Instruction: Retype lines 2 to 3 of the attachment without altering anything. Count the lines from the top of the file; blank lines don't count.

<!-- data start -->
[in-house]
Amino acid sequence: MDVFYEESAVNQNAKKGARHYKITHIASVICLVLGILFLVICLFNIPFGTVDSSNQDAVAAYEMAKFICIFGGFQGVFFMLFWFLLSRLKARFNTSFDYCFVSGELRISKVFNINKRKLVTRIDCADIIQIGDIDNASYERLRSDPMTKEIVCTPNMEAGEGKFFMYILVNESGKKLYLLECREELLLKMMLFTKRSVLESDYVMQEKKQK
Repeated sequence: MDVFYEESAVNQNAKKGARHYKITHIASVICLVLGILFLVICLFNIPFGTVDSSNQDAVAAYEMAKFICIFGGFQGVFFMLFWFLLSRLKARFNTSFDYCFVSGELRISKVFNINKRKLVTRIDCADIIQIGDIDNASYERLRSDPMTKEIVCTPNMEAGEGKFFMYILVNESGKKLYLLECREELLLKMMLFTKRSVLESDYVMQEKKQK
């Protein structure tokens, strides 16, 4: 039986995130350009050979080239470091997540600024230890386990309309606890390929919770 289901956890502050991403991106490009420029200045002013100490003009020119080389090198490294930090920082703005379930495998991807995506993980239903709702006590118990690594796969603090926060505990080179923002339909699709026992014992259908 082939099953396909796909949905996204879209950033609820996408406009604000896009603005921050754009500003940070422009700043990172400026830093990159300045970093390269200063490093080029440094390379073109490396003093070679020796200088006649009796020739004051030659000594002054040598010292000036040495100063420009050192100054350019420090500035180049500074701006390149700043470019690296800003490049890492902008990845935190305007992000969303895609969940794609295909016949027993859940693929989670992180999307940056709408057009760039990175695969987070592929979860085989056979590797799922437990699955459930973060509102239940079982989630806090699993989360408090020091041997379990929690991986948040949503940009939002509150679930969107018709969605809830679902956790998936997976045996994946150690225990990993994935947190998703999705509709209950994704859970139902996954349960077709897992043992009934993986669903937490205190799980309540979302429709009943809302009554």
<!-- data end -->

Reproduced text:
Amino acid sequence: MDVFYEESAVNQNAKKGARHYKITHIASVICLVLGILFLVICLFNIPFGTVDSSNQDAVAAYEMAKFICIFGGFQGVFFMLFWFLLSRLKARFNTSFDYCFVSGELRISKVFNINKRKLVTRIDCADIIQIGDIDNASYERLRSDPMTKEIVCTPNMEAGEGKFFMYILVNESGKKLYLLECREELLLKMMLFTKRSVLESDYVMQEKKQK
Repeated sequence: MDVFYEESAVNQNAKKGARHYKITHIASVICLVLGILFLVICLFNIPFGTVDSSNQDAVAAYEMAKFICIFGGFQGVFFMLFWFLLSRLKARFNTSFDYCFVSGELRISKVFNINKRKLVTRIDCADIIQIGDIDNASYERLRSDPMTKEIVCTPNMEAGEGKFFMYILVNESGKKLYLLECREELLLKMMLFTKRSVLESDYVMQEKKQK